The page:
Fourier (heat conduction), and Fick (solute transport results to variations in those data. The reason for this

by diffusion or dispersion). Fhally, various assump- is that most questions regarding resewoir perform-

tions may be invoked, such as those of one- or two- ance involve comparison of performances under al-

dimensional flow and single- or two-phase flow, neg- ternative exploitation schemes. Sensitivity to errors

ligible dispersion or gravity or capillaxy effects. in reservoir description data can be determined by

The model equations are generally nonlinear and performing several runs with variations in those data

require numerical solution. A computer program is covering a reasonable range of uncertainty. For ex-

written to utilize some numerical technique in solv- ample, assume that a computerized mathematical

ing the equations. Required program input data in- model using a certain reservoir description yields oil

clude fluid PVT data — formation volume factors recoveries of 57 percent under a flank waterflood and

and solution gas (f?, Mcf/STB) as functions of pres- 32 percent under natural depletion. If additional runs,

sure — rock relative permeability and capillary pres- with reservoir descriptions varied over a considerable

sure curves, and reservoir description data. This last range of uncertainty, yield small variations (say about

category usually constitutes the bulk of the input data 3 percent) in these recoveries, then the estimated re-

and is the most difficuh to determine accurately. coveries might be accepted as meaningful. In addition,

Computed results generally consist of pressures and the reservoir description would be considered as

fluid saturations at each of several hundred grid points “adequate”. If, however, reasonable variations (with

throughout the reservoir. In problems involving heat regard to range of uncertainty) in reservoir descrip-

or solute flow the model will also entail calculation of tion result in large variations (say about 20 percent)

temperature or concentration at each grid point. in computed recoveries, then attention should be given

These spatial distributions of pressure, etc., are deter- to obtaining a more accurate reservoir description.

mined at each of a sequence of time levels covering Even if calculated recoveries show considerable sensi-

the producing period of interest. tivity to variations in reservoir description, some

meaning might be attached to an essentially invariant

Sources of Error in Computed Results difference between computed recoveries by waterflood

There are several potential sources of error in com- and computed recoveries by natural depletion.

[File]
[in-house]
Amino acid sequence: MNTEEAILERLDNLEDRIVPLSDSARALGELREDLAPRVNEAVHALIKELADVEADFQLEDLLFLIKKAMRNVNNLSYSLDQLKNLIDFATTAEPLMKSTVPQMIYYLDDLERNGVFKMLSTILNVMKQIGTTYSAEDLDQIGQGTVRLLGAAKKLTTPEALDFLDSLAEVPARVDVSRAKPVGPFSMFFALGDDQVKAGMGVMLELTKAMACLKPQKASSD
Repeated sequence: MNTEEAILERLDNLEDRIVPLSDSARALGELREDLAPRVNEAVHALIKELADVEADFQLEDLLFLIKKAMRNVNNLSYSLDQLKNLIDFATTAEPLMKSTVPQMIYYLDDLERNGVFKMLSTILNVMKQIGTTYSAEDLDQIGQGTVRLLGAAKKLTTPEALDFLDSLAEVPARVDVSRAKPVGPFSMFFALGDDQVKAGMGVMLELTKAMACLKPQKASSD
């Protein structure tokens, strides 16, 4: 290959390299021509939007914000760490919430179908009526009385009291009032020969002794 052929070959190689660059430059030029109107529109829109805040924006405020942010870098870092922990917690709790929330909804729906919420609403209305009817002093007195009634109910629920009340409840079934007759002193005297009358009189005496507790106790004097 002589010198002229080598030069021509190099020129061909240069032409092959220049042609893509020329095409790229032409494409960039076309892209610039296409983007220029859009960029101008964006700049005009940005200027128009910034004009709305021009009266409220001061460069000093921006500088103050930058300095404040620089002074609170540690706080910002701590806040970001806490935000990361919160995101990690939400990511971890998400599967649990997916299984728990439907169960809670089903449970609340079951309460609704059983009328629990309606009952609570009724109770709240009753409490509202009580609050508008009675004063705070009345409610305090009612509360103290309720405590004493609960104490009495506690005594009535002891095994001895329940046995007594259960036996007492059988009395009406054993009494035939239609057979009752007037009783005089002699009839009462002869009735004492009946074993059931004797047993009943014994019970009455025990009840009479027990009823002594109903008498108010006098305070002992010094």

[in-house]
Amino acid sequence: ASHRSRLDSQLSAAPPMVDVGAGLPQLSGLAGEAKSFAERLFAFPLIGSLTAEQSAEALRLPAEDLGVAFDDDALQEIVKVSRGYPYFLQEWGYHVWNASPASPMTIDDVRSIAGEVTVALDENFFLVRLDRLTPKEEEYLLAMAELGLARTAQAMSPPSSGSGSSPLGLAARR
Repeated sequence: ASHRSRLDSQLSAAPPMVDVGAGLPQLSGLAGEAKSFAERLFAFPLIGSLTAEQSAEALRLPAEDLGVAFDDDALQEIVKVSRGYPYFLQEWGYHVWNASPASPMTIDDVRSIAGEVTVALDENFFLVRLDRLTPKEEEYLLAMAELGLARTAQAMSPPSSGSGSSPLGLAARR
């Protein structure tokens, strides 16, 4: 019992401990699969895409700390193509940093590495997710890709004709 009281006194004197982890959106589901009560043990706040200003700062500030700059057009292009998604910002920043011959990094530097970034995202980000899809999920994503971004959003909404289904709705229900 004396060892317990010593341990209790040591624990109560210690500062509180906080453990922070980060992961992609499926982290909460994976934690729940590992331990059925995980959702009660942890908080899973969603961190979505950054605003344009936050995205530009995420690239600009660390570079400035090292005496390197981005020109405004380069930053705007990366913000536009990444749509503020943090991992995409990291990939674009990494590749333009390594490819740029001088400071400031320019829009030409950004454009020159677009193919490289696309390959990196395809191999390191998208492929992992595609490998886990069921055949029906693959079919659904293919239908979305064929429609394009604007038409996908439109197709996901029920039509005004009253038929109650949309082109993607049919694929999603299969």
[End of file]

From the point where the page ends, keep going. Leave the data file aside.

puted results, This discussion of sensitivity of computed results

1. The model itself is usually approximate since to errors in description data applies equally to sensi-

it involves certain assumptions that are only partly tivity to errors or uncertainty in any other model input

valid. data. Too often we tend to demand accurate deter-

2. Replacement of the model differential equa- mination of all types of input data before we accept

tions by dMerence equations introduces truncation the computed results as meaningful or reliable. Ac-

error; that is, the exact solution of the difference equa- tually, interest in accuracy of input data should be

tions differs somewhat from the solution to the origi- proportional to the sensitivity of computed results to

nal differential equations, variations in those data. If, for example, wide vari-

3. The exact solution of the difference equations ations in the gas relative permeability curve result in

is s~t obtained due to round-off error incurred by the virtually no change in computed oil recovery, then

tin;. -vord length of the computer. the accuracy of this curve warrants little attention.

4 ‘”whaps most important, reservoir description The simulation model itself can be useful in allo-

data “-~ example, permeability, porosity distribu- cating effort and expense in the determination of res-

tions) sc “ m are accurately known. ervoir fluid and. rock data. Computer runs mav be

The Ie*:: of truncation error in computed results performed at an early stage of the reservoir study to

may be esti: ated by repeating runs or portions of estimate sensitivity of calculated reservoir perfonp-

runs with sma cr space or time increments. Signifi- ance to variations in the assorted necessary input data.

cant sensitivity of emmputed results to changes in Obviously, effort should be concentrated on obtaining

these increment sizes indicates a significant level of those data that have the greatest effect on calculated

truncation error and the corresponding need for performance. For example, in cases where the gravity

1392 JOURNAL OF PETROJJ3UM TECHNOLOGY

drainage mechanism dominates oil recovery, the rela- of computerized reservoir models. Features responsi-